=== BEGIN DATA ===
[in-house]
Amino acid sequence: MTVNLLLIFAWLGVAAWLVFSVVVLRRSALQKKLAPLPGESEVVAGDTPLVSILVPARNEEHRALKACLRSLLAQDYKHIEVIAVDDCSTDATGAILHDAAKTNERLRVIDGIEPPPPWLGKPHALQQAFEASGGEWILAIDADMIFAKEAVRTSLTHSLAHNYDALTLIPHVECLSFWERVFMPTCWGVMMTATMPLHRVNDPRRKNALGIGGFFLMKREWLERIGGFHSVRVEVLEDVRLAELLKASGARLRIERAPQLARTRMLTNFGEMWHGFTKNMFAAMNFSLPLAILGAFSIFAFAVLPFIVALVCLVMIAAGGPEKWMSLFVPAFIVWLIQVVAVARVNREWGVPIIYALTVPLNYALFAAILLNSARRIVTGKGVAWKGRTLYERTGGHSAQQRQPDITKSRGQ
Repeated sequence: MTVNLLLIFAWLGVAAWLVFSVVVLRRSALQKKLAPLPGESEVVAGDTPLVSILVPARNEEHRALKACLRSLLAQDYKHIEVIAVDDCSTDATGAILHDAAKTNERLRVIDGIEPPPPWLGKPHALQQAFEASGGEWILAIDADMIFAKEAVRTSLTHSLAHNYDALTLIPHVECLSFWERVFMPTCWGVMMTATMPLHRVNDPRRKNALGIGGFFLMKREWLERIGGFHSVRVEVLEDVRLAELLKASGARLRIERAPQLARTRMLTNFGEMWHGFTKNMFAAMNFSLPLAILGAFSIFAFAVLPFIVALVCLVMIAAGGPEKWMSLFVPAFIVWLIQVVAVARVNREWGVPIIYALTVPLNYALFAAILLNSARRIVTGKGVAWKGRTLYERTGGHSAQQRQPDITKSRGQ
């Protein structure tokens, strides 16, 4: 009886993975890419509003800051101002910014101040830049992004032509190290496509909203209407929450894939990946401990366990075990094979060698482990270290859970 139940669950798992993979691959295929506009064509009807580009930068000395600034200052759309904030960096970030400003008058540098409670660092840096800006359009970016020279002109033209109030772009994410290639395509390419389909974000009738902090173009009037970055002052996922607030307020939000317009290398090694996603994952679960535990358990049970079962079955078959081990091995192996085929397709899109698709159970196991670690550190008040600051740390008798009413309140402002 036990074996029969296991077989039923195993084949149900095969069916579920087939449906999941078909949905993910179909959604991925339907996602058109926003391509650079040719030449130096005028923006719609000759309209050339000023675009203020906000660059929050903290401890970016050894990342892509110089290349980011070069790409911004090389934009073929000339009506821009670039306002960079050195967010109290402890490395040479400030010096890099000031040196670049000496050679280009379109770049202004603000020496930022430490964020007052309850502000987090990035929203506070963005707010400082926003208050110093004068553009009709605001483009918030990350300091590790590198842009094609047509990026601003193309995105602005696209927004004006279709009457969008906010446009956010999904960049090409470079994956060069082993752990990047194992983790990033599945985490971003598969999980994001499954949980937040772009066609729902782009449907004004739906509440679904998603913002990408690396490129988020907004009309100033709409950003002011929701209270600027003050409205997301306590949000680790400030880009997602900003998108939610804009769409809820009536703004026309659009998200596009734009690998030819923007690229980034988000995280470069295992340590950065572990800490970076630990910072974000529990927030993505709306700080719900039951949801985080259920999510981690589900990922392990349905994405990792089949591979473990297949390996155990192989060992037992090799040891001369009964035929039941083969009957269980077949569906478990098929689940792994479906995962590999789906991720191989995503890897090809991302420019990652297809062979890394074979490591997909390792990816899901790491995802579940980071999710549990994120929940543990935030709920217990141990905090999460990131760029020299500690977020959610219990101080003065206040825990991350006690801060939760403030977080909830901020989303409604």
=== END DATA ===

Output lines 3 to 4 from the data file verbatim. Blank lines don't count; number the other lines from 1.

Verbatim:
Repeated sequence: MTVNLLLIFAWLGVAAWLVFSVVVLRRSALQKKLAPLPGESEVVAGDTPLVSILVPARNEEHRALKACLRSLLAQDYKHIEVIAVDDCSTDATGAILHDAAKTNERLRVIDGIEPPPPWLGKPHALQQAFEASGGEWILAIDADMIFAKEAVRTSLTHSLAHNYDALTLIPHVECLSFWERVFMPTCWGVMMTATMPLHRVNDPRRKNALGIGGFFLMKREWLERIGGFHSVRVEVLEDVRLAELLKASGARLRIERAPQLARTRMLTNFGEMWHGFTKNMFAAMNFSLPLAILGAFSIFAFAVLPFIVALVCLVMIAAGGPEKWMSLFVPAFIVWLIQVVAVARVNREWGVPIIYALTVPLNYALFAAILLNSARRIVTGKGVAWKGRTLYERTGGHSAQQRQPDITKSRGQ
């Protein structure tokens, strides 16, 4: 009886993975890419509003800051101002910014101040830049992004032509190290496509909203209407929450894939990946401990366990075990094979060698482990270290859970 139940669950798992993979691959295929506009064509009807580009930068000395600034200052759309904030960096970030400003008058540098409670660092840096800006359009970016020279002109033209109030772009994410290639395509390419389909974000009738902090173009009037970055002052996922607030307020939000317009290398090694996603994952679960535990358990049970079962079955078959081990091995192996085929397709899109698709159970196991670690550190008040600051740390008798009413309140402002 036990074996029969296991077989039923195993084949149900095969069916579920087939449906999941078909949905993910179909959604991925339907996602058109926003391509650079040719030449130096005028923006719609000759309209050339000023675009203020906000660059929050903290401890970016050894990342892509110089290349980011070069790409911004090389934009073929000339009506821009670039306002960079050195967010109290402890490395040479400030010096890099000031040196670049000496050679280009379109770049202004603000020496930022430490964020007052309850502000987090990035929203506070963005707010400082926003208050110093004068553009009709605001483009918030990350300091590790590198842009094609047509990026601003193309995105602005696209927004004006279709009457969008906010446009956010999904960049090409470079994956060069082993752990990047194992983790990033599945985490971003598969999980994001499954949980937040772009066609729902782009449907004004739906509440679904998603913002990408690396490129988020907004009309100033709409950003002011929701209270600027003050409205997301306590949000680790400030880009997602900003998108939610804009769409809820009536703004026309659009998200596009734009690998030819923007690229980034988000995280470069295992340590950065572990800490970076630990910072974000529990927030993505709306700080719900039951949801985080259920999510981690589900990922392990349905994405990792089949591979473990297949390996155990192989060992037992090799040891001369009964035929039941083969009957269980077949569906478990098929689940792994479906995962590999789906991720191989995503890897090809991302420019990652297809062979890394074979490591997909390792990816899901790491995802579940980071999710549990994120929940543990935030709920217990141990905090999460990131760029020299500690977020959610219990101080003065206040825990991350006690801060939760403030977080909830901020989303409604």